How to play it safe offshore: A primer on the feds’ new rules

The Obama administration today announced two new rules to step up offshore drilling safety. The new mandates on well designs and equipment aim to prevent a repeat of the Deepwater Horizon disaster.

Interior Secretary Ken Salazar said more requirements are on the horizon, adding unease for energy companies who have pleaded with the Obama administration to swiftly and clearly explain new regulations that will govern the future of offshore drilling.

Here’s what you need to know about the regs:

  1. An offshore drilling safety rule, which goes into effect as soon as it is published under federal emergency rulemaking procedures, imposes requirements that the government laid out in a “notice to lessees” in June and other changes recommended in a May 27 report on safe offshore exploration.It includes a number of new requirements that govern everything from the design of wells to the blowout preventers and other barriers used to control them.The rule also dictates proper cementing and casing practices for wells — and other procedures critical to maintaining well control. It also requires third-party engineering experts to sign off on designs.  A full description of the rule is after the jump.
  2. A second rule, proposed last year  long before the April 20 explosion on the Deepwater Horizon, is designed to boost the safety of offshore drilling operations by requiring companies to implement comprehensive safety and environmental management systems. Because the workplace safety rule effectively makes mandatory one of the American Petroleum Institute’s recommended practices, it dovetails with what many companies are already doing, industry officials said.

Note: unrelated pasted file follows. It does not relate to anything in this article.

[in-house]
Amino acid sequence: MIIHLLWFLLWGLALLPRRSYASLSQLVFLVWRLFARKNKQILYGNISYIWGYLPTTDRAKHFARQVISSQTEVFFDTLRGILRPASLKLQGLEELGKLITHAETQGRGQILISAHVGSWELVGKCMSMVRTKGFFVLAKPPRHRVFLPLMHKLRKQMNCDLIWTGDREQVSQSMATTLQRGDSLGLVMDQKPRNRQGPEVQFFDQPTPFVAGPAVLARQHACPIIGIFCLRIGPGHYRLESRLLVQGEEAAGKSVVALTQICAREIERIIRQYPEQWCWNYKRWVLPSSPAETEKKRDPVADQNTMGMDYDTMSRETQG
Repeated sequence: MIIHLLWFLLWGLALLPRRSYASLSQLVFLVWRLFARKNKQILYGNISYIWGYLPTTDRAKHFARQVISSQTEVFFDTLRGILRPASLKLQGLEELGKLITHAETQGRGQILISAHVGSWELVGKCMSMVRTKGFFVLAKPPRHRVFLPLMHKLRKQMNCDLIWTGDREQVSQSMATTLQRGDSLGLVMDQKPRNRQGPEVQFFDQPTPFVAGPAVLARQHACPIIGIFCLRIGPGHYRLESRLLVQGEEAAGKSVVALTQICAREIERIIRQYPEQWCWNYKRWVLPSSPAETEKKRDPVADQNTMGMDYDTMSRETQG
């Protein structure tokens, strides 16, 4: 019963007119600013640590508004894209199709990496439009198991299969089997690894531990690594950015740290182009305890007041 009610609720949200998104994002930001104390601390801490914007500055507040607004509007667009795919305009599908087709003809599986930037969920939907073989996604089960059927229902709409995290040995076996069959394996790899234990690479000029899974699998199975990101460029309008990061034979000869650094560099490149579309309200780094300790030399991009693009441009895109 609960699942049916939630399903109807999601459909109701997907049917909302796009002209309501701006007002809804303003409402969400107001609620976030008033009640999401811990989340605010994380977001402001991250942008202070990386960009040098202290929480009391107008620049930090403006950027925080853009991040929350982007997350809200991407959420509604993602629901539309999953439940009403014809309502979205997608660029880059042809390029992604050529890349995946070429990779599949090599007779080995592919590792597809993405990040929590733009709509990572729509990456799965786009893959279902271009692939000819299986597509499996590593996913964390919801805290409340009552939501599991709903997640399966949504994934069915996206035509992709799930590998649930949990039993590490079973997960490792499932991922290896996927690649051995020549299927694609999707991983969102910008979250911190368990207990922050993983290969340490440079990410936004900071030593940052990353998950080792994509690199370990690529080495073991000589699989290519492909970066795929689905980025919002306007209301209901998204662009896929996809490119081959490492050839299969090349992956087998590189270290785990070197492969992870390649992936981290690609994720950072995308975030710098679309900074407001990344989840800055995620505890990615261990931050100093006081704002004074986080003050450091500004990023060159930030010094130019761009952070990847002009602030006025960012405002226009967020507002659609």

The new drilling safety rule would:

  • Require professional engineers to certify that well casing and cementing programs are appropriate for the project.
  • Mandate two independent barriers across each flow path — certified by professional engineers — whenever well completion activities are under way.
  • Mandate that offshore wells comply with a currently voluntary API standard for isolating potential flow zones during well construction.
  • Require Bureau of Ocean Energy Management, Regulation and Enforcement officials to sign off any plan to replace a heavier drilling fluid with a lighter fluid.
  • Insist on better deep-water well control training for rig personnel.
  • Force companies to submit full drawings and other documentation for all well-control systems.
  • Require an independent third party to verify that the blind shear rams on blowout preventers are capable of cutting any drill pipe based on anticipated pressures.
  • Beef up the number of ways that remotely operated vehicles can activate blowout preventers.
  • Require floating drilling rigs to keep onboard a crew trained in operating remote vehicles at all times.
  • Set minimum standards for rig workers who are authorized to operate blowout preventers.
  • Mandate new testing of the blowout preventers and their activation systems, including initial tests of the equipment on the sea floor.
SHOW MORE

About The Author

Jennifer A. Dlouhy covers energy policy, politics and other issues for The Houston Chronicle and other Hearst Newspapers from Washington, D.C. Previously, she reported on legal affairs for Congressional Quarterly. She also has worked at The Beaumont Enterprise, The San Antonio Express-News and other newspapers. Jennifer enjoys cooking, gardening and hiking. She lives in Washington, D.C., with her husband and toddler son.